SEC. CHU: Well, as I said this is indeed an unfortunate accident. We’re trying to find out what happened. But the other thing to bear in mind is that the multinationals of the world, the Exxon-Mobils, the BPs, The Chevrons, The Shells, most of their oil reserves are beginning to transition to offshore reserves, and that’s just the fact. So, accidents do happen. I don’t think anyone really says this never can happen, but we have to take stock of what happened, understand what happened, and aggressively put in much better safeguards to lower that probability substantially.
TOM ASHBROOK: You’re a scientist, you know the safeguards that have already been put into effect. Do you really think that it can be done? Do you really thin we can make this safe enough? In this case, we don’t know yet, but the cost may be the economy and the ecology of the Gulf of Mexico, for heaven sakes?
SEC. CHU: Well, whenever things happen, whenever an accident happens, where something happens — we see this in all cases, when there’re major earthquakes, we learn a little bit more when there are accidents. We learn a lot more. And so right now there were, as I understand it, this so-called “BOP,” the blowout prevention valve, had several safeguard redundant features and apparently they all failed. And so as we work very hard to figure out what happened – first, you stop the leak and then do some more … You find out what really happened, and so you will have to do some forensic work. And then you go forward. You know, airplanes crash. We find out what happened, and we go forward and every time these truly unfortunate accidents happen, you learn from them.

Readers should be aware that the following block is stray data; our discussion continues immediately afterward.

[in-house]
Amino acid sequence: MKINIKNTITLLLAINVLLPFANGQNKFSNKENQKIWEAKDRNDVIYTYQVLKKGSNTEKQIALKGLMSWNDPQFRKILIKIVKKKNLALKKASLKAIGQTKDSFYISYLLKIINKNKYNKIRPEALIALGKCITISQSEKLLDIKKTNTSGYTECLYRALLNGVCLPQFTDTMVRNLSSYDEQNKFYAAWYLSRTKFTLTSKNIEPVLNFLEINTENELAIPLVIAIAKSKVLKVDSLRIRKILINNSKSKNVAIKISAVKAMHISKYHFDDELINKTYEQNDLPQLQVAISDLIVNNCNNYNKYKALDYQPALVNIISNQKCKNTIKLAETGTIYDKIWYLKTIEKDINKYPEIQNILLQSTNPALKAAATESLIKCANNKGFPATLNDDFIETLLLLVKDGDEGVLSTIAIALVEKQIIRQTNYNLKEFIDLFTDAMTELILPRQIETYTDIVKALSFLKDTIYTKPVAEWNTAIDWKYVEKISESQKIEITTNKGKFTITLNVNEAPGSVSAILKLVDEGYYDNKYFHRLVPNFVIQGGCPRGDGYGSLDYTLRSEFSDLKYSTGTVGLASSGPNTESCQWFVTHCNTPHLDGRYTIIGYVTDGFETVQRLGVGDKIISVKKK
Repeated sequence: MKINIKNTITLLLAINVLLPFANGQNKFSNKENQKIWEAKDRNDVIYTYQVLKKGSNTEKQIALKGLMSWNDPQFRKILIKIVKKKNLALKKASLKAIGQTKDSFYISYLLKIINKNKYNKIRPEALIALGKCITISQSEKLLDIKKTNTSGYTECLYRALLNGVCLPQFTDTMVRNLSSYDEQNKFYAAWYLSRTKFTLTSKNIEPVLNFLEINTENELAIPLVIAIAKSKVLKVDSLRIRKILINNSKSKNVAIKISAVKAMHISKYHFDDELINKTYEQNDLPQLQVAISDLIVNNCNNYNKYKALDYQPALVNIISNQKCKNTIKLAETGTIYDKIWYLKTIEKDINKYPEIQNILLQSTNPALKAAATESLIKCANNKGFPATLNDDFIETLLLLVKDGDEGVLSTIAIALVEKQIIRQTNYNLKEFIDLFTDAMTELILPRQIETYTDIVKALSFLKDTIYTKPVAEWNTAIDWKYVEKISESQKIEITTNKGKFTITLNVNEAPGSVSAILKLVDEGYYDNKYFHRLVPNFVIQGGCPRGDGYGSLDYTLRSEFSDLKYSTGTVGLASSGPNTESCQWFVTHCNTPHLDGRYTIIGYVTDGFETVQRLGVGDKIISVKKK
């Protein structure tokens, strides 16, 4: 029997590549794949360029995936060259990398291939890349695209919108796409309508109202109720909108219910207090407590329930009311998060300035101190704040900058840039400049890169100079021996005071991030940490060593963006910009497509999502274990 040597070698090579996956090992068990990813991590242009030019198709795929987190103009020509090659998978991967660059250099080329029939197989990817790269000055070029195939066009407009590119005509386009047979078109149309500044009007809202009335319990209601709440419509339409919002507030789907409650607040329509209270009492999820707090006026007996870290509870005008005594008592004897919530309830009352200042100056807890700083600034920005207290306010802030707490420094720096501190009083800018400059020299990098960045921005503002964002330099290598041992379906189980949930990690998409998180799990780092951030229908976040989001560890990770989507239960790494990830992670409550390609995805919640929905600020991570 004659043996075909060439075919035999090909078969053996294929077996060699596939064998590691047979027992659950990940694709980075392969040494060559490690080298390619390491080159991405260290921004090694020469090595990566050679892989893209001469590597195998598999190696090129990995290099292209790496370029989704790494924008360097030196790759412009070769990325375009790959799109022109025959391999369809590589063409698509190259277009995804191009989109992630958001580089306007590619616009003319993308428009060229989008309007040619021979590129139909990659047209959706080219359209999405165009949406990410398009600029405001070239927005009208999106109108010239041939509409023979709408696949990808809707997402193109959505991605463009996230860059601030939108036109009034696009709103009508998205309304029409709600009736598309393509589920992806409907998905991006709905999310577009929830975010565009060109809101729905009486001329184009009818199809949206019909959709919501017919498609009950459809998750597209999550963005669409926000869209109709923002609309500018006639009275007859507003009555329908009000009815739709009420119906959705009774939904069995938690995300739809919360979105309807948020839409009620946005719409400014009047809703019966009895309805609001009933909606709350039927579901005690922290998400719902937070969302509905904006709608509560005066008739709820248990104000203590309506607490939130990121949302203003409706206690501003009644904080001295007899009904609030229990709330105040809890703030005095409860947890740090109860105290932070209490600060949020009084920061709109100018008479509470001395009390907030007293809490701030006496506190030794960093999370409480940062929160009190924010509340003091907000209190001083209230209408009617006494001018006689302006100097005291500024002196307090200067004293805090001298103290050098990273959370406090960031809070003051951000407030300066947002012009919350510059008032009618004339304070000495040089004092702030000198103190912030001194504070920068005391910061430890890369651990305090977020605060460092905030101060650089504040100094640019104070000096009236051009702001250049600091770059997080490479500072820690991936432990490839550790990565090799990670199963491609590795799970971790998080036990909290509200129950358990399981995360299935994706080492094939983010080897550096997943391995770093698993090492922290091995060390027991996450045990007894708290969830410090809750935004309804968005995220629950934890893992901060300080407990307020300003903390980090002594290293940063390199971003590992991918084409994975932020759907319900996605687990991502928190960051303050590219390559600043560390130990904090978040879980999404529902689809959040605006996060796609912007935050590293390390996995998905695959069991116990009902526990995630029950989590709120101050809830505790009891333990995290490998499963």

TOM ASHBROOK: “Accidents happen” may sound to some ears a little cavalier here. I know your record, and I know where you are on global warming. I know you don’t mean it lightly, but given the extent of the damage, it may sound like … When you were director of the Lawrence Berkeley National Lab, you led a lot of research into renewable energy. A whole lot of that was financed, as I understand it, by BP. A $500 million dollar grant from BP to establish an Energy Bio Sciences Institute there. Does that influence your view of this particular company, and this particular accident?
SEC. CHU: No, it doesn’t. When I say — I hope I didn’t sound cavalier when I said, I believe I said – this truly unfortunate accident happened and that we have to learn from it. It’s something that we want to press towards zero accidents. This is something that industry does all the time, things have gotten better. Clearly, because it happened I would agree things are not perfect, things are not fail-safe, and we have to learn from this. And so we’re pausing, we’re taking a step, and we have to figure out what really happened …
Listen to the full discussion as Secretary Chu and Tom discuss America's energy future.
Shirin Jaafari contributed to this report.
This program aired on May 5, 2010. The audio for this program is not available.